“I am ashamed of you, Holmes,” said Lestrade with dignity after a

  few minutes’ silence. “Why should you raise up hopes which you

  are bound to disappoint? I am not over-tender of heart, but I

  call it cruel.”

  “I think that I see my way to clearing James McCarthy,” said

  Holmes. “Have you an order to see him in prison?”

  “Yes, but only for you and me.”

  “Then I shall reconsider my resolution about going out. We have

  still time to take a train to Hereford and see him to-night?”

  “Ample.”

  “Then let us do so. Watson, I fear that you will find it very

  slow, but I shall only be away a couple of hours.”

  I walked down to the station with them, and then wandered through

  the streets of the little town, finally returning to the hotel,

  where I lay upon the sofa and tried to interest myself in a

  yellow-backed novel. The puny plot of the story was so thin,

  however, when compared to the deep mystery through which we were

  groping, and I found my attention wander so continually from the

  action to the fact, that I at last flung it across the room and

  gave myself up entirely to a consideration of the events of the

  day. Supposing that this unhappy young man’s story were

  absolutely true, then what hellish thing, what absolutely

  unforeseen and extraordinary calamity could have occurred between

  the time when he parted from his father, and the moment when

  drawn back by his screams, he rushed into the glade? It was

  something terrible and deadly. What could it be? Might not the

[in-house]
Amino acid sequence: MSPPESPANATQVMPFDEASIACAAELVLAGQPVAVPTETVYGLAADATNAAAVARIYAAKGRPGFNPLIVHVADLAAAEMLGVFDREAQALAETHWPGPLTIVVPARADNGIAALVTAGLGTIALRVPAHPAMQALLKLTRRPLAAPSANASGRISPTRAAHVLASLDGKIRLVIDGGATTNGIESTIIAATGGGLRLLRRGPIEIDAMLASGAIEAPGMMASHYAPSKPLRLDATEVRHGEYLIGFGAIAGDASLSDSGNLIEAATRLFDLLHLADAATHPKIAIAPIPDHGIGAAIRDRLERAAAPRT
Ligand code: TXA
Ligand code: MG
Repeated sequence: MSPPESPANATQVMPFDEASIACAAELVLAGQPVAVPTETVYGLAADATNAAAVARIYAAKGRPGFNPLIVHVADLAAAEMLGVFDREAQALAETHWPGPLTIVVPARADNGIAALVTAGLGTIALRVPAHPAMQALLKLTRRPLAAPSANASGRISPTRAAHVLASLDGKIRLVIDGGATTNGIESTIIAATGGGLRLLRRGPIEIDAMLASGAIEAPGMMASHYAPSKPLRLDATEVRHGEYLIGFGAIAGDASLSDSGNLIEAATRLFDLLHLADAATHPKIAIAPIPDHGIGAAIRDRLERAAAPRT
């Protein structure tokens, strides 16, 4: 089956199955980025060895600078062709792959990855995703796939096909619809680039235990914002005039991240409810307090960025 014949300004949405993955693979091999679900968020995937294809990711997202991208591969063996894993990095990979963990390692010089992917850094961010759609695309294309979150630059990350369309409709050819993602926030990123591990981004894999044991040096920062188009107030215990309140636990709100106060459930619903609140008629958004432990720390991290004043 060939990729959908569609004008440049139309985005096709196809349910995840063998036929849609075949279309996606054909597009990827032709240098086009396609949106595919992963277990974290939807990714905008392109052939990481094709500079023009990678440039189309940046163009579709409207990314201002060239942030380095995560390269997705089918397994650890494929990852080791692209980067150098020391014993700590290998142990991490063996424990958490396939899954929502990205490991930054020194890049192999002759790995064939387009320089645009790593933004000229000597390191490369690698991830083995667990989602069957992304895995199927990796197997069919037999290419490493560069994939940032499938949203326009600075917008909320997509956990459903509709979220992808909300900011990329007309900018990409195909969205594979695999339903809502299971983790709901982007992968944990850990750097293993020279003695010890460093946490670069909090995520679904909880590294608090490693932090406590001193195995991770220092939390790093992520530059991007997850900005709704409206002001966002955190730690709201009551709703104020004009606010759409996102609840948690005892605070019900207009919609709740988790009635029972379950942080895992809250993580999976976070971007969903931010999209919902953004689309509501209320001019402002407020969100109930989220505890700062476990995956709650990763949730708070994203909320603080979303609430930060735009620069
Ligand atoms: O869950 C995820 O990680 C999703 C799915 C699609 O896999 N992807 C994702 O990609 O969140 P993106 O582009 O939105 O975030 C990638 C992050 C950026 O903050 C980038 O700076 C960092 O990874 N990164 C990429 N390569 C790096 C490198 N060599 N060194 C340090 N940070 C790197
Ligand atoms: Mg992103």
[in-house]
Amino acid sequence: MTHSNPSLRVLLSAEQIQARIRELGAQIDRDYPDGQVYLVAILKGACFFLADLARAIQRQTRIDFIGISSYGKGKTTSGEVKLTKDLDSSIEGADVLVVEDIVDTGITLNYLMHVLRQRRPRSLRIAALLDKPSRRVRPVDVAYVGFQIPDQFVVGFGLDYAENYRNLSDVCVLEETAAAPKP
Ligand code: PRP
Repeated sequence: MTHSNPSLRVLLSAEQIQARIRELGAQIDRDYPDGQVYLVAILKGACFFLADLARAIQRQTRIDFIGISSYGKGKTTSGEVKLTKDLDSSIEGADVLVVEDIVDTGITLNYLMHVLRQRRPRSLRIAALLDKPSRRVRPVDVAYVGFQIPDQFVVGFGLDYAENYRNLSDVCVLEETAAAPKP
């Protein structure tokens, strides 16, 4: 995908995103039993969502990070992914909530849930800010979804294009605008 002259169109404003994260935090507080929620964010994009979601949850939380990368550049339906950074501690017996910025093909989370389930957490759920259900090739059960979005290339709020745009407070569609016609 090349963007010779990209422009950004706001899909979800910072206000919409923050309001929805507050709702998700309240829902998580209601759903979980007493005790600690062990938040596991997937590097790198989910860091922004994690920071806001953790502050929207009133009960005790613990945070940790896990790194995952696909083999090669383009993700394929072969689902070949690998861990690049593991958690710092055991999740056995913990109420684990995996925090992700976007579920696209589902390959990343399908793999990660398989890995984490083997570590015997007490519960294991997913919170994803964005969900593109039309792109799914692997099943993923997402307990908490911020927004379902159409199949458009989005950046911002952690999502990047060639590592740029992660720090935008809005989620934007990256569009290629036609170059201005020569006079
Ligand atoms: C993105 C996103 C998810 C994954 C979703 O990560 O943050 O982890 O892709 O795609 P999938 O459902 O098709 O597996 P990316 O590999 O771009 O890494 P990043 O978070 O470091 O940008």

nature of the injuries reveal something to my medical instincts?

  I rang the bell and called for the weekly county paper, which

  contained a verbatim account of the inquest. In the surgeon’s

  deposition it was stated that the posterior third of the left

  parietal bone and the left half of the occipital bone hail been

  shattered by a heavy blow from a blunt weapon. I marked the spot

  upon my own head. Clearly such a blow must have been struck from

  behind. That was to some extent in favor of the accused, as when

  seen quarrelling he was face to face with his father. Still, it

  did not go for very much, for the older man might have turned his

  back before the blow fell. Still, it might be worth while to call

  Holmes’s attention to it. Then there was the peculiar dying

  reference to a rat. What could that mean? It could not be

  delirium. A man dying from a sudden blow does not commonly become

  delirious. No, it was more likely to be an attempt to explain how

  he met his fate. But what could it indicate? I cudgelled my

  brains to find some possible explanation. And then the incident

  of the gray cloth seen by young McCarthy. If that were true the

  murderer must have dropped some part of his dress, presumably his

  overcoat, in his flight, and must have had the hardihood to

  return and to carry it away at the instant when the son was

  kneeling with his back turned not a dozen paces off. What a